As I’ve mentioned before, Vietnamese food has always been one of my favorite things to eat. Both healthy and filling, it packs tons of flavor and texture through an inviting blend of fresh and steamed veggies, vibrant green herbs, and an assortment of spicy peppers. A Vietnamese chicken salad makes for a delicious (and portable!) summertime lunch and when cold weather gets the best of you, there’s nothing a steaming hot bowl of pho can’t fix. And although I’m not sure I’m brave enough to try delicacies such as hot vit lon, most commonly known as balut (a fertilized duck egg that you eat right out of the shell), I have always yearned to try some more authentic Vietnamese dishes without the added expense of flying overseas.
When I moved home over a year ago, I started working with a Vietnamese girl and we instantly became friends. Her mom is a good cook and occasionally my friend would surprise me at work with things like banh cam (balls of chewy rice flour pastry filled with sweet bean paste, rolled in sesame seeds, and deep fried) and traditional chao ga (chicken porridge) for me to sample. Both dishes were excellent, which only fueled my obsession to try more.
So last week when my friend suggested we go out for some authentic Vietnamese food on the West Bank, I couldn’t have been more excited. Due to the West Bank’s high Vietnamese population, restaurants on that side of the River tend to cater more towards that demographic, making it a breeding ground for excellent and traditional Vietnamese fare. As we pulled up to the very popular Hoa Hong 9 (Nine Roses) on Stephens Street I was more than ready to try whatever she threw at me, so I was somewhat surprised when she suggested spring rolls. Spring rolls? I had certainly eaten spring rolls before so what could be special about these? Well, what couldn’t be more special about these spring rolls. Nine Roses gives you your choice of marinated raw meats, a cast iron hot plate, and everything else you need to assemble your very own, putting you in charge of your spring rolling destiny.
We ordered the spring roll combination plate, called BÒ, TÔM, MỰC NƯỚNG VỈ (#12.07 on the menu, I believe) and before we knew it we were staring at a massive plate of raw thin sliced beef, jumbo shrimp, and pieces of fresh squid topped with big cubes of cold butter and a hot plate to get cooking. The seafood went on the grill first, since it took a little longer than the beef, and my friend schooled me in the proper spring roll rolling technique. After the rice paper gets a quick dip in a bowl of hot water, the trick is to quickly lay it on the plate, with one end slightly hanging off. This makes it a lot easier to find and grab one end of the rice paper once you’re ready to roll. The other trick is to place your spring roll fillings (the meat, veggies, and noodles) in slightly conservative portions (otherwise the rice paper tends to break), and place those ingredients near the end of the rice paper that’s hanging off the plate. Then you can easily stretch one end of the rice paper across your filling, tucking and rolling as you go. Once you get the hang of it, it really is quite easy, even though I completely butchered my roll during my first attempt! Figure out what you like the best and then go to town. Hate cilantro? Don’t put any in there! Your vision needs fine tuning? Add extra carrots! Just want meat and noodles? Go for it! The sky’s the limit.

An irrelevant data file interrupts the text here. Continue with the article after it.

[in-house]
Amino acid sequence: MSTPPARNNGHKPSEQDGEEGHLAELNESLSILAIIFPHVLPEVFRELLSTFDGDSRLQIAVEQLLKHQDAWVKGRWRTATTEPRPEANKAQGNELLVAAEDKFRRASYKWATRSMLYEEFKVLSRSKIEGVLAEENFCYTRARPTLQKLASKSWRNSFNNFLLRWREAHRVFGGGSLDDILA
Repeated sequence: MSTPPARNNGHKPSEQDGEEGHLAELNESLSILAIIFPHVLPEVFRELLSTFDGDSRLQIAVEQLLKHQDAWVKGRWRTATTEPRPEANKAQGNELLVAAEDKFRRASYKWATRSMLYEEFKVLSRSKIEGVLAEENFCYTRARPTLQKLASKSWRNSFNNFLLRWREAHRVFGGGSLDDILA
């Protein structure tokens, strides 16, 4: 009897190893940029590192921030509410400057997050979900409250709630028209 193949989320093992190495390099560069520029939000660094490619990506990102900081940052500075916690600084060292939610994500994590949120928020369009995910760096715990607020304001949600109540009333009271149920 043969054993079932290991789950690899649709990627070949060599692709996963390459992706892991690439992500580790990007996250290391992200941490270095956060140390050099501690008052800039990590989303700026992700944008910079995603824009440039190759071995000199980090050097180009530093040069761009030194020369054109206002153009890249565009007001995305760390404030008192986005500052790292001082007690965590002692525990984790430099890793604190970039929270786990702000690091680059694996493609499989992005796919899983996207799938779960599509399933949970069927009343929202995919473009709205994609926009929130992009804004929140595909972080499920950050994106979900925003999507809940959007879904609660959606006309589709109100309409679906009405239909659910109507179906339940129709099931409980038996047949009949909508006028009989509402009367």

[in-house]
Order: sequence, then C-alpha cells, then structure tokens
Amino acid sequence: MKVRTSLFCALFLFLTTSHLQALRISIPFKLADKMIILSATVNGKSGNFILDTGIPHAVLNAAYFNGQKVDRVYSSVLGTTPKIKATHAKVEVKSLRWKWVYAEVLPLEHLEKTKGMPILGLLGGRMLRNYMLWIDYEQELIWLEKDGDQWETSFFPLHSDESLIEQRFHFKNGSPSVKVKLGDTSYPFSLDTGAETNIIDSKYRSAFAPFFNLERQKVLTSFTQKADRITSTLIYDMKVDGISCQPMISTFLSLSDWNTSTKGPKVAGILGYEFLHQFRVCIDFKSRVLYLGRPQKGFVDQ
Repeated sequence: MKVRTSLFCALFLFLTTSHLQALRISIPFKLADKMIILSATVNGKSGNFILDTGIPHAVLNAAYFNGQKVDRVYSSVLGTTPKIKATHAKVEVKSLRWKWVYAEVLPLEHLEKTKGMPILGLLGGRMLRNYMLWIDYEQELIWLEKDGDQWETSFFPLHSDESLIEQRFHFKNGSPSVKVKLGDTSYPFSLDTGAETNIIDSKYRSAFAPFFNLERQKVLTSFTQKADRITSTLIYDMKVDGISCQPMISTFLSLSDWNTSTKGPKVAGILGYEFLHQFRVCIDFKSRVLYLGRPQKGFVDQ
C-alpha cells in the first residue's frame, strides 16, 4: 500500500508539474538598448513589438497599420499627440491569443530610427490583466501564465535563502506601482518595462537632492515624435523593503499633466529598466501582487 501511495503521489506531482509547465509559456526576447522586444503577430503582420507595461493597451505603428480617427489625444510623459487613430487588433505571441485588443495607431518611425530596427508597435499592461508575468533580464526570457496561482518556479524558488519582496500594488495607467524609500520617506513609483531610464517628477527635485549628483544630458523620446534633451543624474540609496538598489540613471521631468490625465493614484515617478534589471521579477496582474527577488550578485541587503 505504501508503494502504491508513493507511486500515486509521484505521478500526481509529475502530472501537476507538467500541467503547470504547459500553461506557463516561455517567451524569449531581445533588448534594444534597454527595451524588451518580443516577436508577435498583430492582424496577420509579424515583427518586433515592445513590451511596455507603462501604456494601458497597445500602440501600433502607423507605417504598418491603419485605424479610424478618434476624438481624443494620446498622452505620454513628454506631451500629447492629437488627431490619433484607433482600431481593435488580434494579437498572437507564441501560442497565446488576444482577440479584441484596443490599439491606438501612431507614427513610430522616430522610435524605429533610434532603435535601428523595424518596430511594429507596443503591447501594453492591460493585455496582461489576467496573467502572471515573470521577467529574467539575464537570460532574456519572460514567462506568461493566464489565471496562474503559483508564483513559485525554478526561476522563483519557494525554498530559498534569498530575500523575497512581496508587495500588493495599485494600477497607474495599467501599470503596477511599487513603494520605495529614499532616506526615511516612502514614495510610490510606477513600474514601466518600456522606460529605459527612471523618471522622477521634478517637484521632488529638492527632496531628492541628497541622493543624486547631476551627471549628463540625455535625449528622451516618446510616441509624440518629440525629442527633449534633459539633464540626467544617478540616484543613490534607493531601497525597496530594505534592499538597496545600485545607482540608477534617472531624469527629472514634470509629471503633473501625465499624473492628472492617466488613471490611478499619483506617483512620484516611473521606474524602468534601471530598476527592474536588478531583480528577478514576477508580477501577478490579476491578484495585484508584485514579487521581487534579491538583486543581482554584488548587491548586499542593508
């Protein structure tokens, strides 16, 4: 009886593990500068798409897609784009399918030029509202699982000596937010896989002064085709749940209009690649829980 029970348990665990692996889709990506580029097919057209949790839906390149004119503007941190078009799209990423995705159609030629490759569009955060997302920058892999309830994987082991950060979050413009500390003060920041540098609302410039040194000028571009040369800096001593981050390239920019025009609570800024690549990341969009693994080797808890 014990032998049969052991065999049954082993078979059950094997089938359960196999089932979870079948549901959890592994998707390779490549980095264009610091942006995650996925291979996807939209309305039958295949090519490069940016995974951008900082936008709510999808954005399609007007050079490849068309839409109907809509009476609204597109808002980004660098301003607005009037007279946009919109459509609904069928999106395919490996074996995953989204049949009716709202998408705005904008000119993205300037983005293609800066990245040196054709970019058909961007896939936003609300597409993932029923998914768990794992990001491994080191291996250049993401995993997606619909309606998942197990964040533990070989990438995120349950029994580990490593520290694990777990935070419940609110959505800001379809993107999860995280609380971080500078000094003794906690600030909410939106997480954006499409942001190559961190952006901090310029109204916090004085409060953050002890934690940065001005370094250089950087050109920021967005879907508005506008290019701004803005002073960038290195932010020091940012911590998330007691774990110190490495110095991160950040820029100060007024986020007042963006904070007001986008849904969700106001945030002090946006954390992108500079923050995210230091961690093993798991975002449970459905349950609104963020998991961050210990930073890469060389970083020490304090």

To bring variety to the table, we ordered some soups in addition to the spring rolls. One of my friends got the won ton soup (pictured above), my Vietnamese friend ordered the crabmeat and asparagus soup, and in an attempt to order something different, I settled on the crabmeat soup with shark fin broth. The large bowls of soup were served piping hot and the crabmeat soups reminded me a lot of egg drop soup. That same gelatinous consistency was there, sans the strings of egg, and I actually enjoyed my friend’s asparagus and crabmeat soup more than my own. The added burst of color and the mild earthy flavor of the asparagus was a delightful addition to an otherwise boring soup. Other than that our soups tasted very similar.
All in all my first Vietnamese spring rolling experience was an incredibly positive one. We had a lot of fun playing with our food and there was so much left over from our combination plate that my friend and I were both able to make a couple of spring rolls to bring home to our boyfriends. I would say that Nine Roses is a great place for big groups, but I also think the DIY spring rolls would make for a memorable and fun date night. Either way, I know I’ll be back to try some more adventurous dishes from this fresh and flavorful cuisine.
Crabmeat and Asparagus Soup
My second attempt at rolling a spring roll (I’m sparing y’all from the horrific sight of my first…) This one has squid, shrimp, mint, cilantro, lettuce, pickled carrots, Vermicelli noddles, and cucumber.